The primitives package is one that isn't really needed. It was introduced at a time when we were transitioning to .NET Standard, and I had mistakenly believed that the StringValues type -- one used largely (perhaps exclusively?) by ASP.NET Core -- was something we'd have to be supporting. To be clear, this type is only used when validating certain Shopify requests, because ASP.NET Core would use the type for request header values. It's trivially simple to turn the type into a plain old string, so there's no need for ShopifySharp to pull in this whole other package to work with it.

Newtonsoft.Json, on the other hand, is practically a household name when it comes to .NET packages. Everyone knows what this is, but just in case you've somehow never encountered it before, Newtonsoft.Json is a JSON serialization and deserialization package. In ShopifySharp, it's responsible for taking those classes you're using and serializing them into a string that Shopify can read; then, when Shopify sends a response, this package takes the response body and deserializes it back into a ShopifySharp class.

It's a tremendously effective and easy to use package, so why do I want to replace it? Simply put, it's just nice to have zero dependencies in a package. This means there's no chance for developers to run into version conflicts, which isn't uncommon thanks to the ubiquity of Newtonsoft.Json in particular.

Recently Microsoft introduced the new System.Text.Json namespace, which, according to the overview, "emphasizes high performance and low memory allocation over an extensive feature set". This new namespace is built in to .NET Core 3.0, which means no external dependencies are needed! For other frameworks, it's available as a nuget package.

What that means for ShopifySharp is we can remove the Newtonsoft.Json dependency entirely, use System.Text.Json when targeting .NET Core 3.0, and bring in the System.Text.Json package for any older targets.

Beyond aiming for a zero-dependency future, I'm looking to introduce a new ShopifySharp.Fluent namespace for updating and creating objects with a fluent style. The goal is to let developers take total control of exactly which properties are being serialized and sent to Shopify. For example, if you wanted to updated a Shopify product's title, you'd do something like this with the new fluent namespace:

var product = new ProductBuilder()
    .SetTitle("My New Product Title");

var updatedProduct = await productService.UpdateAsync(product);

// When serialized, product builder turns into this string:
// {"title":"My New Product Title"}

So as the example shows, once ShopifySharp serializes the product builder, it will only send the value of the Title property to Shopify. Sounds obvious, but that's because the normal method for updating a product (the one we have right now in v5.0 and lower) has some very unobvious behavior. Let's take that fluent example above and convert it into the typical way you'd update a product with ShopifySharp v5 and below:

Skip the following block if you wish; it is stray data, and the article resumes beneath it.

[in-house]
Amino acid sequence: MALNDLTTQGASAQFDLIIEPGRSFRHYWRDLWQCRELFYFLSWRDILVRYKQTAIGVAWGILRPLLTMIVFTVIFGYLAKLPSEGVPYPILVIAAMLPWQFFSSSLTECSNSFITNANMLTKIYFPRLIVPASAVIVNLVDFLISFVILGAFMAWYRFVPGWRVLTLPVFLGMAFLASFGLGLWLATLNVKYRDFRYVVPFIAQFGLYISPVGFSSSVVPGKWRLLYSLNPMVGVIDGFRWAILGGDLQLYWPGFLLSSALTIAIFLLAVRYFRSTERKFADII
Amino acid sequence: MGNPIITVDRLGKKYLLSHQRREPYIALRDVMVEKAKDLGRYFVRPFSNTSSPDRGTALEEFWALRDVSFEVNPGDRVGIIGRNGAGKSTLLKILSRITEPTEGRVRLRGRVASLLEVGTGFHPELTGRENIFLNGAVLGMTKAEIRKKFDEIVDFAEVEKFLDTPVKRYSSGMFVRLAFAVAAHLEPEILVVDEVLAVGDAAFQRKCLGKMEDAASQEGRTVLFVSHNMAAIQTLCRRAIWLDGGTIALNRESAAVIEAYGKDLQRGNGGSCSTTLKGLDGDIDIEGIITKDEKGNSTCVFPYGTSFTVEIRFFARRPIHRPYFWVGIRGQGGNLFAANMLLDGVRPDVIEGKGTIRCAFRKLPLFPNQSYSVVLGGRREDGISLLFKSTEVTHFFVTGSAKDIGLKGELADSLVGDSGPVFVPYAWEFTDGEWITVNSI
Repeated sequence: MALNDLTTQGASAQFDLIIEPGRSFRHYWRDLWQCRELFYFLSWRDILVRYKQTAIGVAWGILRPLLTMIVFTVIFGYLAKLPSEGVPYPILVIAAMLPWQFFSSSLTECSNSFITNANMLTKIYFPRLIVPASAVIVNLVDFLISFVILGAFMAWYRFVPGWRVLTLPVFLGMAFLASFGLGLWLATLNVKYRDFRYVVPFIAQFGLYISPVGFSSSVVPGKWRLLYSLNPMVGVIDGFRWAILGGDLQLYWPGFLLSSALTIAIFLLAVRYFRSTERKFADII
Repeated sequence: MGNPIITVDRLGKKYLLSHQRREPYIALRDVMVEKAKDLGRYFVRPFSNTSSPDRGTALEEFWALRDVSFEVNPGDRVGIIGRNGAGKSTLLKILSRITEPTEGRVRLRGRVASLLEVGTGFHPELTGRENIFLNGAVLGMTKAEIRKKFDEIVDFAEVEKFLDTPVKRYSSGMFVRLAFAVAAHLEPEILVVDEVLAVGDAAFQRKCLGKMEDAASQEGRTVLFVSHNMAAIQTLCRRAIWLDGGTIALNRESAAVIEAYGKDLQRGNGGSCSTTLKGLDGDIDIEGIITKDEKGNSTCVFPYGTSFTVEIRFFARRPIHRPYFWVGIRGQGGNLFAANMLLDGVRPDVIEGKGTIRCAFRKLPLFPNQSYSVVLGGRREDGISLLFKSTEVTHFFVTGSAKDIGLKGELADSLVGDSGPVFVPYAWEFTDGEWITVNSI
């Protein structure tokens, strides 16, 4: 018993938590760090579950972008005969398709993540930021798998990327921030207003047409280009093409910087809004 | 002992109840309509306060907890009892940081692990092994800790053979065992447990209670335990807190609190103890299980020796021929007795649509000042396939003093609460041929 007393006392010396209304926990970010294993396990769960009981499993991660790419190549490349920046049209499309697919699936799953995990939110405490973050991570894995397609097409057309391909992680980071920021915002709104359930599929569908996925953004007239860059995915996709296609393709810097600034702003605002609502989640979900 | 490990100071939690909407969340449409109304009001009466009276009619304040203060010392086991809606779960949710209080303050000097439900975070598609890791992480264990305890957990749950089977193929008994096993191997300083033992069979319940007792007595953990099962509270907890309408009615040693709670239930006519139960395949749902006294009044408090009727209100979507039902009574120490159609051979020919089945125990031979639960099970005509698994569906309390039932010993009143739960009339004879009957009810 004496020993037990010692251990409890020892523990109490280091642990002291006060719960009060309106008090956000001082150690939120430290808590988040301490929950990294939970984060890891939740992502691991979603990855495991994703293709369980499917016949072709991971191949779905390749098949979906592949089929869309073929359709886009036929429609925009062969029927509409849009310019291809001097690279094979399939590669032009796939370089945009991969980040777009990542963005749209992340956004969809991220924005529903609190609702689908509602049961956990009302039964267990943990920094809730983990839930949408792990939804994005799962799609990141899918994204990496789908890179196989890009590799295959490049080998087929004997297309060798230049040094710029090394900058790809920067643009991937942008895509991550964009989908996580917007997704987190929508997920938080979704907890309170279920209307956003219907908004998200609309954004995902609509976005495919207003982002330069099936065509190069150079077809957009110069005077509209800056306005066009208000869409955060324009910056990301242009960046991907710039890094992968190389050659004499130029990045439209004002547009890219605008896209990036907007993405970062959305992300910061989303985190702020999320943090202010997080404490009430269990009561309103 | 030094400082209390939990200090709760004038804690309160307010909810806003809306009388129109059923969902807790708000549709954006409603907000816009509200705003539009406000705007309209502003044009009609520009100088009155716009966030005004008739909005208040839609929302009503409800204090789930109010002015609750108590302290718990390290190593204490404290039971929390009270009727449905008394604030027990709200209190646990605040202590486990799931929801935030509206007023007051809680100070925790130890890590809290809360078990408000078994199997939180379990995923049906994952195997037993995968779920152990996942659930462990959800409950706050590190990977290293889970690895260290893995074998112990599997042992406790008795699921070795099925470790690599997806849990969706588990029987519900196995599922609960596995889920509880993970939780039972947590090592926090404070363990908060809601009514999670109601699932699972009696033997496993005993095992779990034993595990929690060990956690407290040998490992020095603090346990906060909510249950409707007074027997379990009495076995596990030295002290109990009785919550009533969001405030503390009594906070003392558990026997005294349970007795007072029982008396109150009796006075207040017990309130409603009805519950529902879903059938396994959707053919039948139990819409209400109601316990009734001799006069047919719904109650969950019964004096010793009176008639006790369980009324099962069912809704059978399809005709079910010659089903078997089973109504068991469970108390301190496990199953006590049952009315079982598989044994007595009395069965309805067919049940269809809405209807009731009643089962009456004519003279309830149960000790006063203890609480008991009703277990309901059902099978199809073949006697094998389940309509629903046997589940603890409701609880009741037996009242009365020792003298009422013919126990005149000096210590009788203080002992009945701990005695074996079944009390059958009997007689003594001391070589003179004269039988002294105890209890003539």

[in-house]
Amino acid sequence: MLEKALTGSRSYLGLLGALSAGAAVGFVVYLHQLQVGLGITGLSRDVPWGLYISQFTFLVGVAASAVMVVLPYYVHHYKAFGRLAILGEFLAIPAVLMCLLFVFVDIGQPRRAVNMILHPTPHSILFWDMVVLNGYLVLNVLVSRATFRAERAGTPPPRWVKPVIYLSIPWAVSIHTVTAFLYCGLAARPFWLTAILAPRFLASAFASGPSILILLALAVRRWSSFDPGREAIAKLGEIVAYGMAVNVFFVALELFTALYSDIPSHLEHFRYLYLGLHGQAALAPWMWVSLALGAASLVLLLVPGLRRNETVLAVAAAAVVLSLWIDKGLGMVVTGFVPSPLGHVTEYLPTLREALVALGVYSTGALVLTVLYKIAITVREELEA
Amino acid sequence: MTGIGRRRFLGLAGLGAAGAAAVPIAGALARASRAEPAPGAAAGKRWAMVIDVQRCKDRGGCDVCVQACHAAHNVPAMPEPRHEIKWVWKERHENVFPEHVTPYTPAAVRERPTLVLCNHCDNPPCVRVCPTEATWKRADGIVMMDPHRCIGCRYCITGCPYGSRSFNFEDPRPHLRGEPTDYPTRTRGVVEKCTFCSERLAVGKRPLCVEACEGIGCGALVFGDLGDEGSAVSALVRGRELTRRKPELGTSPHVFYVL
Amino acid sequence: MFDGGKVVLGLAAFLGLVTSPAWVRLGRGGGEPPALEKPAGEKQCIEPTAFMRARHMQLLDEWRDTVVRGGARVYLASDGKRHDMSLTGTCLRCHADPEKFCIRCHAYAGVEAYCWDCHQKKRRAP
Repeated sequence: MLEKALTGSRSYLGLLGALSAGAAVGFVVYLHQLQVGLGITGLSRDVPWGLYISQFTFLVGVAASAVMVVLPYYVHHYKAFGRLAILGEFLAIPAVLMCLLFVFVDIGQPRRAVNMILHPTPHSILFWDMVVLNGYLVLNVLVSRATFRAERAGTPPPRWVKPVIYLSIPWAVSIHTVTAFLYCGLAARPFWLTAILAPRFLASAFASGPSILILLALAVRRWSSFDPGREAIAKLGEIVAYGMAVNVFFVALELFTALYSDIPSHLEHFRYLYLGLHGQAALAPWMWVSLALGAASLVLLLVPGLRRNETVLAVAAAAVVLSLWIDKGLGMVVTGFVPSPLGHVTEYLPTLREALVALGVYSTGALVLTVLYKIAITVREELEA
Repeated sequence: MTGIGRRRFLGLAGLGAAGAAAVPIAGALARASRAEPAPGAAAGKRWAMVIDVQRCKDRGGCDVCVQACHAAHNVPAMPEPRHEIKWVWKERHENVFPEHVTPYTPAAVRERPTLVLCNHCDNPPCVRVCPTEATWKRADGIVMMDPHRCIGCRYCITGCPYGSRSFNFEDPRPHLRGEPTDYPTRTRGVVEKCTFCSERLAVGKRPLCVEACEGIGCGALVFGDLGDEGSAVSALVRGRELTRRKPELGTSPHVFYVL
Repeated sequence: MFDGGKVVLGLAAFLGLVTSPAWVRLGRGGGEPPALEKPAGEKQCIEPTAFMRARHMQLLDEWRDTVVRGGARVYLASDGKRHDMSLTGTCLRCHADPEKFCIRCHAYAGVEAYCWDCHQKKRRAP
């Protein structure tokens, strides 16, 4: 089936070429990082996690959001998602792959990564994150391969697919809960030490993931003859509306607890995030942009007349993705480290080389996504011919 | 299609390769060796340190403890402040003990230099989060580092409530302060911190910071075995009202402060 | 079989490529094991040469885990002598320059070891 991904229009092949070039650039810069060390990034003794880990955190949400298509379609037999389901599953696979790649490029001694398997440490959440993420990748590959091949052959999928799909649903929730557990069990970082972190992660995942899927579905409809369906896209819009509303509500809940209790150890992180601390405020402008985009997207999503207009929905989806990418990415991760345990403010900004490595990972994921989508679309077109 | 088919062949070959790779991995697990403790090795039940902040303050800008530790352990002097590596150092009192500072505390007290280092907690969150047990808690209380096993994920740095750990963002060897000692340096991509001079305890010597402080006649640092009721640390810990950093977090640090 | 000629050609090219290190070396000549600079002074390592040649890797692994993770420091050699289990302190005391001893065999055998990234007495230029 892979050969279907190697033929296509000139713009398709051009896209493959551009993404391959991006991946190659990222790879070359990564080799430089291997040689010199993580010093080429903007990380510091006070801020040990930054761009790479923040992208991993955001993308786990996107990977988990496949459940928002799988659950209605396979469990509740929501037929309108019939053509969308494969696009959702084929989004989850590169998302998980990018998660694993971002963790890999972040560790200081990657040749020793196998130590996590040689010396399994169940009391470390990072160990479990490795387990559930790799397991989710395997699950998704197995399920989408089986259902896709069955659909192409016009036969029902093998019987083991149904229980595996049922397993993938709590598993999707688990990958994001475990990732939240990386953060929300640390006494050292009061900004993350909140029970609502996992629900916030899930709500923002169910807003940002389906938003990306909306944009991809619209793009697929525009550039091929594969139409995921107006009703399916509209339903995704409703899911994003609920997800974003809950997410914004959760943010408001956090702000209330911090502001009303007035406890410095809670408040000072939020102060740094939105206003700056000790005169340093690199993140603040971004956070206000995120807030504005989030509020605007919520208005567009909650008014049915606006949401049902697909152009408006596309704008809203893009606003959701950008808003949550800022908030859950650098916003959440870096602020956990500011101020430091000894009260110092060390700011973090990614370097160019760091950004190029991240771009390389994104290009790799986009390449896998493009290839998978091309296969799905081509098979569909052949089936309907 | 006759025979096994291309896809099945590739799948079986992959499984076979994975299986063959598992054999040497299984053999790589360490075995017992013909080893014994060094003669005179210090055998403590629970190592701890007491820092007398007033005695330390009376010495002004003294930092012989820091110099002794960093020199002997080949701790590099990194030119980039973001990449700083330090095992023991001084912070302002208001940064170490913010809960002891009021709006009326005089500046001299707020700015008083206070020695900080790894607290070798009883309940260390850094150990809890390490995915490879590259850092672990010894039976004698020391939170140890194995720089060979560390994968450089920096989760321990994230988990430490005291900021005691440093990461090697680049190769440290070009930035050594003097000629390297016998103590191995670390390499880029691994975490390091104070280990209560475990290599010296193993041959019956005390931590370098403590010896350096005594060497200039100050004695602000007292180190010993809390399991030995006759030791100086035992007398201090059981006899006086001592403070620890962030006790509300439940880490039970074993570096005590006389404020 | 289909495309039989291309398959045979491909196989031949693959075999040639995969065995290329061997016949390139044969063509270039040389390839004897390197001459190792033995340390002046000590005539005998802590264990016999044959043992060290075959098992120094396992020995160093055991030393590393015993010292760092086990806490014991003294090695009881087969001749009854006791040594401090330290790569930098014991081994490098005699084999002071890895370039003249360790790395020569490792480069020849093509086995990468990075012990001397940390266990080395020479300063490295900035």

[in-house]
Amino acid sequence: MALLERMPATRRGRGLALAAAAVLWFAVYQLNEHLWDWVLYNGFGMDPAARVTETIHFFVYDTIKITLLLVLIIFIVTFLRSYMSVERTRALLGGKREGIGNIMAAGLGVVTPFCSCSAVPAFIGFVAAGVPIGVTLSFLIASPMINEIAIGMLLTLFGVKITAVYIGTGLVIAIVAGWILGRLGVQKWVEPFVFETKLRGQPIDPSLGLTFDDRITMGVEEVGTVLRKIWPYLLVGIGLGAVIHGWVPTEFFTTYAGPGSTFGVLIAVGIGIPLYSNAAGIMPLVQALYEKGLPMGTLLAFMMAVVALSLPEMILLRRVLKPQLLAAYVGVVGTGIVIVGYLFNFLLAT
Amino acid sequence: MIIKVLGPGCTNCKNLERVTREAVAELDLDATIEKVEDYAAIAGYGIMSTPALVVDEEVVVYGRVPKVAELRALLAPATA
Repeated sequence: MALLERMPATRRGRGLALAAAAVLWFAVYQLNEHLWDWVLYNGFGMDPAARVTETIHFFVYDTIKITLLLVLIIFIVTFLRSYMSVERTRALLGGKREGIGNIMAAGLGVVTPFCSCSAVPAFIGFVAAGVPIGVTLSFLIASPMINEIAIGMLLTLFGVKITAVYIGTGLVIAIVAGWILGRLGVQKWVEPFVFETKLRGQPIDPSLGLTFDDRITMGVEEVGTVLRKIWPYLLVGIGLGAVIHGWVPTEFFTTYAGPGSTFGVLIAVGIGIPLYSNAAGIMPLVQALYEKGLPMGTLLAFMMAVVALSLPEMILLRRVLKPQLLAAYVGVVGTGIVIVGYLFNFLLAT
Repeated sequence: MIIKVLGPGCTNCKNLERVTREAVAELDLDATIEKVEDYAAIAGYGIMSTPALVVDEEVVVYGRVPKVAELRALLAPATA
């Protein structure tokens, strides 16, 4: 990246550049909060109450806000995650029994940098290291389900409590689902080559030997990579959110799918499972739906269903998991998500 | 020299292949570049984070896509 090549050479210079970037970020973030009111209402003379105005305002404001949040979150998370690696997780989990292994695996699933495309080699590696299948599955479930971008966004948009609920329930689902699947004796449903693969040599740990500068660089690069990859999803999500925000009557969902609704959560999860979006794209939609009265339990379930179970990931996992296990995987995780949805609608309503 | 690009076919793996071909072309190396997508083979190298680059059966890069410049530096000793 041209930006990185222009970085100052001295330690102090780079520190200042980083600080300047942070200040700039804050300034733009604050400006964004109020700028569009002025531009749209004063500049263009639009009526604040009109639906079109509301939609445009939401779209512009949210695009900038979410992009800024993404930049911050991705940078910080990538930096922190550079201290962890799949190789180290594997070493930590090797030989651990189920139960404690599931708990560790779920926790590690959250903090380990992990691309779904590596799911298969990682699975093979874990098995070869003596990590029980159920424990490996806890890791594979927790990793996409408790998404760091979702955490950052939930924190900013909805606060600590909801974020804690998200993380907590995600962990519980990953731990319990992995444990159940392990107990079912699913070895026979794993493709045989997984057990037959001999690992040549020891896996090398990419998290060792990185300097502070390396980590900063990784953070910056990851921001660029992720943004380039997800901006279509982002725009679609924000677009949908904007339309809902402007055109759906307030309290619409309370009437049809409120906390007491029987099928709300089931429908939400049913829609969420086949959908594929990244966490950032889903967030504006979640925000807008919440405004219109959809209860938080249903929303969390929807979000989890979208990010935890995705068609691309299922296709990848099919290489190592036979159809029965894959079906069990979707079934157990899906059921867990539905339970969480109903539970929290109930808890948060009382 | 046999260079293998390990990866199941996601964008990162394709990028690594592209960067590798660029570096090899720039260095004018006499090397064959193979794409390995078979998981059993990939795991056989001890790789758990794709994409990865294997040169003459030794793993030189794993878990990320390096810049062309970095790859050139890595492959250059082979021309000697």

var product = new Product
    Title = "My New Product Title"

var updatedProduct = await productService.UpdateAsync(product);

// When serialized, the product turns into this JSON string:
// {"title":"My New Product Title","id":null,"created_at":null,"updated_at":null,"published_at":null, ...}

That JSON is very different from the JSON in the fluent example. Because of the nature of C# and the way JSON serialization works, every property on the Product class gets serialized and shows up in the final result. Even though the example never sets the Id property, you can still see it in the JSON; even though it never sets the CreatedAt property, you can still see it in the JSON; and so on.

Now, in many cases, this isn't a huge deal. If Shopify sees a property that's null or that doesn't belong, it might just ignore it or assign a default value. The real problem arises when null is a valid value.

Case in point: products can be published or unpublished from a Shopify store. When unpublished, the product will show up in the merchant's admin panel, but it will not be available for purchase on the storefront. How do you unpublish a product? You set the PublishedAt value to null. That's where the problem arises: if you're not careful, or more likely, if you don't already know about this behavior, it is extremely easy to unpublisha product when you just want to do something simple like update its title or price.

In the example above using the Product class, the update operation would unpublish the product even though the PublishedAt property was never touched in the first place.

Some knowledgable readers may be ready to point out that there are attributes you can use with Newtonsoft.Json to control when null values are serialized. It is possible to use those attributes and prevent the property from appearing in the JSON string at all if its value was null. However, this then has implications for when you want to set a value to null on purpose. We quickly descend into a miasma of sticky situations and obscure rules, where it's impossible to figure out what's actually going to get serialized without reading the source code.

In my opinion, a fluent builder is the best step forward; it will let developers control exactly which properties and values are going to be sent to Shopify because you'll need to explicitly set them.

Oh yeah, because I'm such an F# fanboy, I've also got a plan to create a pipe-oriented object builder for those lovers of functional programming:

let product = 
    |> setTitle "My New Product Title"
    |> setPublished DateTimeOffset.Now 
    |> setTags "cool product"

So those are my plans for ShopifySharp's future! Right now the plan is to target each new version of Shopify's API as they release, so I hope to iterate quickly on these plans as new versions come out. If you've got feedback or questions, please feel free to open an issue on GitHub or reach out to me at